Terror in Nigeria: “A sad reminder of our collective vulnerability and evidence of a severely weak state”

By Bishop Matthew Hassan Kukah, Sokoto, Nigeria

Matthew Hasan Kukah ist Bischof der Diözese Sokoto in Nigeria. Für ihn ist die Korruption eine der Ursachen für den Terror von Boko Haram. Foto: missio / Bettina Tiburzy

Matthew Hasan Kukah. Foto: missio / Bettina Tiburzy

There is a sense of numbness, helplessness and even some degree of shame at what is happening to our country. On a larger scale what is more disturbing is the sheer scale of the waste of human lives in our country. In one week, we have lost across the country, and outside the immediate area of Boko Haram, over 500 lives. This is troubling because terror is circling around the entire country, people dying from so called Fulani killers who are hunting down entire communities as happened in the last two weeks in Katsina, Kaduna and Zamfara states where in each instance over 150 people lost their lives.

So, the bombing has just come as a sad reminder of our collective vulnerability and evidence of a severely weak state that seems not to have the capacity to get on top of the problem. There is a feeling of total helplessness that the government cannot control the violence, that their welfare is neglected. This is because, the sheer scope of the violence and destruction has gone beyond what the government and its agencies can contain. So, people bury their dead alone, try to rebuild their lives and grief alone. My fear is the long term impact of this bitterness which has no outlets now and what the children now will do when they look back and have feelings of injustice that have been unresolved.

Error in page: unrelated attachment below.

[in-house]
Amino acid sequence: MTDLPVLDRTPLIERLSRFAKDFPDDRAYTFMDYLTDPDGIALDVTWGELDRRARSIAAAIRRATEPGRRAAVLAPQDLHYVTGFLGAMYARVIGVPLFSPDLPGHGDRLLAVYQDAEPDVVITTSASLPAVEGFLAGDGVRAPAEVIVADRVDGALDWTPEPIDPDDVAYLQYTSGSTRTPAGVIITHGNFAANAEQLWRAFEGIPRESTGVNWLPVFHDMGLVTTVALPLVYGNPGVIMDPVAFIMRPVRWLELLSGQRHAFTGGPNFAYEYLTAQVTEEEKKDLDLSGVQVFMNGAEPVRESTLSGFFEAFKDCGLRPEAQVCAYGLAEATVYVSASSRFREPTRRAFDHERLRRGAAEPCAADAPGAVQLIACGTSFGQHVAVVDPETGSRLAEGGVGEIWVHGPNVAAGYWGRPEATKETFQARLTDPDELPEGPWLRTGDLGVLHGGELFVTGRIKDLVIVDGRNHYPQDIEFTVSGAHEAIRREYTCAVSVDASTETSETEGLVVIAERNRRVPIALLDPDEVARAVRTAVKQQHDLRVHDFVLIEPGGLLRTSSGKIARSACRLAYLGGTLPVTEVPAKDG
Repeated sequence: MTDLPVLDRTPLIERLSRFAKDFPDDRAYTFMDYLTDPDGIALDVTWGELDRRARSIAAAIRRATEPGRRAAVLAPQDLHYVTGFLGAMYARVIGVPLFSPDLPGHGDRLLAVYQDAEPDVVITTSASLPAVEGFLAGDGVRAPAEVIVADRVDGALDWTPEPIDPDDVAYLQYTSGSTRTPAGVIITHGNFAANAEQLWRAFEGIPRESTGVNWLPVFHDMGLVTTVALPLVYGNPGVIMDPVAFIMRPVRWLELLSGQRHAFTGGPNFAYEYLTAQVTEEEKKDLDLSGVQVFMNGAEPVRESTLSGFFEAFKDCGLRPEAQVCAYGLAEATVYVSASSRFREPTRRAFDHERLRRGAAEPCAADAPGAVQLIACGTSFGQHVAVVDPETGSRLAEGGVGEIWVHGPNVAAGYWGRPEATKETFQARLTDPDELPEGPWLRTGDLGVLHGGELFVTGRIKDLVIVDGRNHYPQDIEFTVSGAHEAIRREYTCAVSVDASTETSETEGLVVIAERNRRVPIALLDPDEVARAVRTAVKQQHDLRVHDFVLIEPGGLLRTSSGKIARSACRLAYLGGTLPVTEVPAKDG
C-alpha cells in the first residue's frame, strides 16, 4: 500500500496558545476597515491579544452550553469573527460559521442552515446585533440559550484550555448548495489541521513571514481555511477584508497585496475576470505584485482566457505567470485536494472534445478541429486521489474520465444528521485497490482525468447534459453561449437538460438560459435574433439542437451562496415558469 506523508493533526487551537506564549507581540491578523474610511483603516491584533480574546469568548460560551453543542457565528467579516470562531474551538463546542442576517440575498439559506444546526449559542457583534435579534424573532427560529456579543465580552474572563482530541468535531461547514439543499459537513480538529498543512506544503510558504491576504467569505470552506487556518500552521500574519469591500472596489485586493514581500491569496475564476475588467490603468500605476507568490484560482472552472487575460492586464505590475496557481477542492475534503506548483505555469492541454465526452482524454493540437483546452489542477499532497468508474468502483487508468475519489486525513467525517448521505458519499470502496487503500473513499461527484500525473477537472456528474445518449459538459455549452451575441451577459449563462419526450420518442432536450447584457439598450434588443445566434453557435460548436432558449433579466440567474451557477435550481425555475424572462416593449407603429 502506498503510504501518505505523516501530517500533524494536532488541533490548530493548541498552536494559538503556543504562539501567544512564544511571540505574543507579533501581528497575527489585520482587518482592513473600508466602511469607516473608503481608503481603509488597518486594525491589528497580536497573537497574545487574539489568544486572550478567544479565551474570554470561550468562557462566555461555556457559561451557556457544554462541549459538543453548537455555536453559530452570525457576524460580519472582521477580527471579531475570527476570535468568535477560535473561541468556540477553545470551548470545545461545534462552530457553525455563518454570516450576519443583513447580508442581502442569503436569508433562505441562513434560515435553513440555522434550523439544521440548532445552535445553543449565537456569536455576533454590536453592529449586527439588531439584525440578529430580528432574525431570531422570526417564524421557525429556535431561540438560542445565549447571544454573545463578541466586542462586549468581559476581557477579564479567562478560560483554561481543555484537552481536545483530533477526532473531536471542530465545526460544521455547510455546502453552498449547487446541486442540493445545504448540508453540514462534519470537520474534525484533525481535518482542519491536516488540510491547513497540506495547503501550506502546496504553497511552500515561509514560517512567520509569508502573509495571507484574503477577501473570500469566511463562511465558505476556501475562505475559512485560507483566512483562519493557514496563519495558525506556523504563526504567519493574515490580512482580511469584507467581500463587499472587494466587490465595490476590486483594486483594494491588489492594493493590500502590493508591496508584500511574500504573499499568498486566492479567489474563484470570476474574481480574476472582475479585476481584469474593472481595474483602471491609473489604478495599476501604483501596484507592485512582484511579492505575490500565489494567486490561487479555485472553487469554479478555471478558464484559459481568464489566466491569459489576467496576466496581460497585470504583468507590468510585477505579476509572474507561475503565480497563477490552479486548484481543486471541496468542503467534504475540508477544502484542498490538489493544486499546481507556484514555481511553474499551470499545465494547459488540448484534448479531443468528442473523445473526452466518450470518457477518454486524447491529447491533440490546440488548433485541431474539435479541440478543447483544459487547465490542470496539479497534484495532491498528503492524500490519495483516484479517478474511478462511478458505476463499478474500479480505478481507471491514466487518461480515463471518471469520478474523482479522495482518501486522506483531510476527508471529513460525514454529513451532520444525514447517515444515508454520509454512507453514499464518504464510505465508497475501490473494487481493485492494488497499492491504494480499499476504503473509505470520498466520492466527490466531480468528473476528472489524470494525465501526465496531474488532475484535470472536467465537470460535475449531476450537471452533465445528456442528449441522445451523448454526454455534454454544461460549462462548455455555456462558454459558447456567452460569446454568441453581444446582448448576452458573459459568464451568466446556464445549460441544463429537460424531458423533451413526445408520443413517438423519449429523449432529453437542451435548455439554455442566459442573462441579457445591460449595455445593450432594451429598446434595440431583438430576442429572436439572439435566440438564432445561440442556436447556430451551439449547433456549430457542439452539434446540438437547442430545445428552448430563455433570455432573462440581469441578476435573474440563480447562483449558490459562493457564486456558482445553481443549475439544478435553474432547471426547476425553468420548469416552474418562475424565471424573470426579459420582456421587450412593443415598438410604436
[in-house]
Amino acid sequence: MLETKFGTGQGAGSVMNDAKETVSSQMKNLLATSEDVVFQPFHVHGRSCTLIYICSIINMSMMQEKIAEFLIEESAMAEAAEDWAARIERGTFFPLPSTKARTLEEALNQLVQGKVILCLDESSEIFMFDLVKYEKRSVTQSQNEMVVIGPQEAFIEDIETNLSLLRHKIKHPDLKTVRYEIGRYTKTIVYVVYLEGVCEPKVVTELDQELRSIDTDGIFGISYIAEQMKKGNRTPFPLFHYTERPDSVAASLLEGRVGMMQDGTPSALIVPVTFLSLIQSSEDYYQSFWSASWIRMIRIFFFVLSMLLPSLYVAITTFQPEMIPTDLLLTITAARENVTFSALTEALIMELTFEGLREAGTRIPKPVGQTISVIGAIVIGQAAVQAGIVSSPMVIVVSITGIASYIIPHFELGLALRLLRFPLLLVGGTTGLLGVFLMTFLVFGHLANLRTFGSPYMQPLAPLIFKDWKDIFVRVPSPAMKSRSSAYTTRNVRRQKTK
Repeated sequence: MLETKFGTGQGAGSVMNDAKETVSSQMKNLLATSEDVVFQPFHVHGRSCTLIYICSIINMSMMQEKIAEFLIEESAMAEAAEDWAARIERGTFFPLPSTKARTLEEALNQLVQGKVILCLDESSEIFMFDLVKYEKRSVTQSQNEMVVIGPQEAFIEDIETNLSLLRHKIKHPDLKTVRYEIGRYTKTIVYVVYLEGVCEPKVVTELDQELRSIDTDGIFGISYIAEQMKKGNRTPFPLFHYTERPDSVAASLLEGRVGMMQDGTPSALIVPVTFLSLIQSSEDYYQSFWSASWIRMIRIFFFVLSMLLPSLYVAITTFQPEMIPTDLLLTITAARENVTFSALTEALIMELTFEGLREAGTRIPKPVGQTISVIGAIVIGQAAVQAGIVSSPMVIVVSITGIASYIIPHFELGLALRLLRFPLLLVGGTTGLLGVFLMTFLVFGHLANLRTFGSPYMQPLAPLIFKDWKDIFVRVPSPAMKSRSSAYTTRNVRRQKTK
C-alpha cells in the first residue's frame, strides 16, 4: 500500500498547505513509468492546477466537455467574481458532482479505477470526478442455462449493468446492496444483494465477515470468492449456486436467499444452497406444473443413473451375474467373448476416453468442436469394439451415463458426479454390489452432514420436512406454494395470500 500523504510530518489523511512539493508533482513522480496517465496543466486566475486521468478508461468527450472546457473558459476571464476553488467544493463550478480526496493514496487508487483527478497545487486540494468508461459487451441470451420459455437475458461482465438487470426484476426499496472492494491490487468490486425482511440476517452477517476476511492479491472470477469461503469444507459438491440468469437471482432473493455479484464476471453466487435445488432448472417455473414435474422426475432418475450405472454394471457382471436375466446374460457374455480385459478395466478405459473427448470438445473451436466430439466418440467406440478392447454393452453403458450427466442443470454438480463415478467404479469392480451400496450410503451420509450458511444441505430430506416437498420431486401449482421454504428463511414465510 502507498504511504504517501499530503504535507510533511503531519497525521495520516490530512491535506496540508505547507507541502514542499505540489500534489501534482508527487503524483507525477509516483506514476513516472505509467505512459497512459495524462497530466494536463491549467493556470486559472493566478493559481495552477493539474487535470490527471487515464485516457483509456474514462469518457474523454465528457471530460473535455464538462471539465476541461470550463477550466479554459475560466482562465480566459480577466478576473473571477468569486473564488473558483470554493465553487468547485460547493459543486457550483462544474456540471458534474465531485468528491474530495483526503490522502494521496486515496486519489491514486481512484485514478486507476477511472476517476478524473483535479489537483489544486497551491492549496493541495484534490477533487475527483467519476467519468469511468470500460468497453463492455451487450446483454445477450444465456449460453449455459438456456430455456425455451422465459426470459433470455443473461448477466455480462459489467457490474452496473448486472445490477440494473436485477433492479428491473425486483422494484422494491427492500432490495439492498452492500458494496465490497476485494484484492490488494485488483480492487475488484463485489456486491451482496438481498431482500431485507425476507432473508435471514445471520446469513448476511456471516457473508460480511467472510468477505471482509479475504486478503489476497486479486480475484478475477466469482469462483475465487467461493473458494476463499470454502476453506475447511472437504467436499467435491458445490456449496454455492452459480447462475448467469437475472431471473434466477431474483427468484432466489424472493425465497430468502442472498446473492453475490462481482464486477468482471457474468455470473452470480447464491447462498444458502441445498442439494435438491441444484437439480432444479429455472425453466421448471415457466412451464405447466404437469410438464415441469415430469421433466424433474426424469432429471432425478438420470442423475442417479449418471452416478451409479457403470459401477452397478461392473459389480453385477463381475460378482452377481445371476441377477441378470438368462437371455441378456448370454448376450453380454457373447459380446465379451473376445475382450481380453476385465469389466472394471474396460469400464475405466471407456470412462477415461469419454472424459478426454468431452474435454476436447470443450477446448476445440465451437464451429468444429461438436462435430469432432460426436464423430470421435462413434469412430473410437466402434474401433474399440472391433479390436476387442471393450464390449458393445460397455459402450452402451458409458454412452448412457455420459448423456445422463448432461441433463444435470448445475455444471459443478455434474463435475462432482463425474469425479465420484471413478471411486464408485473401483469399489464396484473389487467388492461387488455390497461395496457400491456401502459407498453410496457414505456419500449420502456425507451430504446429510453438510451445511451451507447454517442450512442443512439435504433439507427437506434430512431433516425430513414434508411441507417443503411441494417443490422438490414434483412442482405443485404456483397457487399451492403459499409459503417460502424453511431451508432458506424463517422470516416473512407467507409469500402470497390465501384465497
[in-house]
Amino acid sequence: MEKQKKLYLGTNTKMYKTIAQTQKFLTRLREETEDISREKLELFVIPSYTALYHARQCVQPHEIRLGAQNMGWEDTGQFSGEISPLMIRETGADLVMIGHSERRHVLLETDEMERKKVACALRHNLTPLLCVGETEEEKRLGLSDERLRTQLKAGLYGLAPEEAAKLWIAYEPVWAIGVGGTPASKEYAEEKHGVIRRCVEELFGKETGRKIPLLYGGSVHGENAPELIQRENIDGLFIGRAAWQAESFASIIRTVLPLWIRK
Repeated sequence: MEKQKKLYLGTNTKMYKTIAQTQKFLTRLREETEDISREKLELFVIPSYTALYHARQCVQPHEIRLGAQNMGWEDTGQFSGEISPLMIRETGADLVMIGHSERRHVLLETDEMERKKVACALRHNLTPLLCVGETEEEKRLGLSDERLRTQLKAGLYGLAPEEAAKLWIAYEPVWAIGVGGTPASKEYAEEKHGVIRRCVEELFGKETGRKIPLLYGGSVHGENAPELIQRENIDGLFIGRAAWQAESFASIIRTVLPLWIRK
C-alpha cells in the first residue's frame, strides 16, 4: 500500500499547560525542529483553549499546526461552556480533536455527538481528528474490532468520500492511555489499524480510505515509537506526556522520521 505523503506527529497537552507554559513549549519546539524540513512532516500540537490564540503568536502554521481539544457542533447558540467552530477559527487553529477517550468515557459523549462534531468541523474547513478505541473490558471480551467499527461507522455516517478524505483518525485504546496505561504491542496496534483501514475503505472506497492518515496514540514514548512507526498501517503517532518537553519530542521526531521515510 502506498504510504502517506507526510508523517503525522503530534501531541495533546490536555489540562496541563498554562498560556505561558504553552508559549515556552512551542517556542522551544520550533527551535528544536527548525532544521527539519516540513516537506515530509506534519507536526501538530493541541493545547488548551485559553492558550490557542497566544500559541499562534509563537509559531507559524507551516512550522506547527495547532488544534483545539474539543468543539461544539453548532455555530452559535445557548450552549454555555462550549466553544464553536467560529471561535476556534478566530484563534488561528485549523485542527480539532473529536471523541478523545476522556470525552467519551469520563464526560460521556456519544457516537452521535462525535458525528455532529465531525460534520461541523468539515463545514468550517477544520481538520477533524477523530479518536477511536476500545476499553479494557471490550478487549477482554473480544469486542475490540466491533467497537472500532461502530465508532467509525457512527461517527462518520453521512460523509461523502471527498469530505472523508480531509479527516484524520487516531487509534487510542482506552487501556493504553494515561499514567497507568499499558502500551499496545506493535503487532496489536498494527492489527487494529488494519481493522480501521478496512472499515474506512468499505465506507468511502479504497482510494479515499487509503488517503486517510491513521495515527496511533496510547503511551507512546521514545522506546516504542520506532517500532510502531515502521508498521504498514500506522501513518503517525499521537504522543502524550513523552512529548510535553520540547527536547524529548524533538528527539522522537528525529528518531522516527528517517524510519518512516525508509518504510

What we face now is beyond what you can call a Boko Haram agenda. Boko Haram was supposed to be trying to set up an Islamic state in Nigeria, but clearly, you cannot do this by killing Muslims and destroying everything in place. Abducting young girls, raping and looting do not fit the agenda of a movement concerned with the purity of an agenda to make Nigeria an Islamic state. It is clear that someone, some people, are determined to destroy Nigeria by all means possible for different reasons. This is where the larger issues of the agendas of the various networks of Islamic militant groups fit into the purview of our any reflection.

As for how these fit into the elections, again, I have spoken publicly and told the politicians that no matter their ambitions, there has to be a country first before they can realise their political ambitions.

Therefore I think we should think more of how to secure the goodwill of the international community to help us end this scourge. There are of course too many good people who are holding offices well beyond their capacity and the President may have appointed them with political considerations, but too many of them are proving incapable of handling the situation we find ourselves in. Again, there is need to insulate the interest of the nation and the well being of citizens from the web of dirty politics and corruption which has become prevalent with too many powerful people seeing security as a cash cow.

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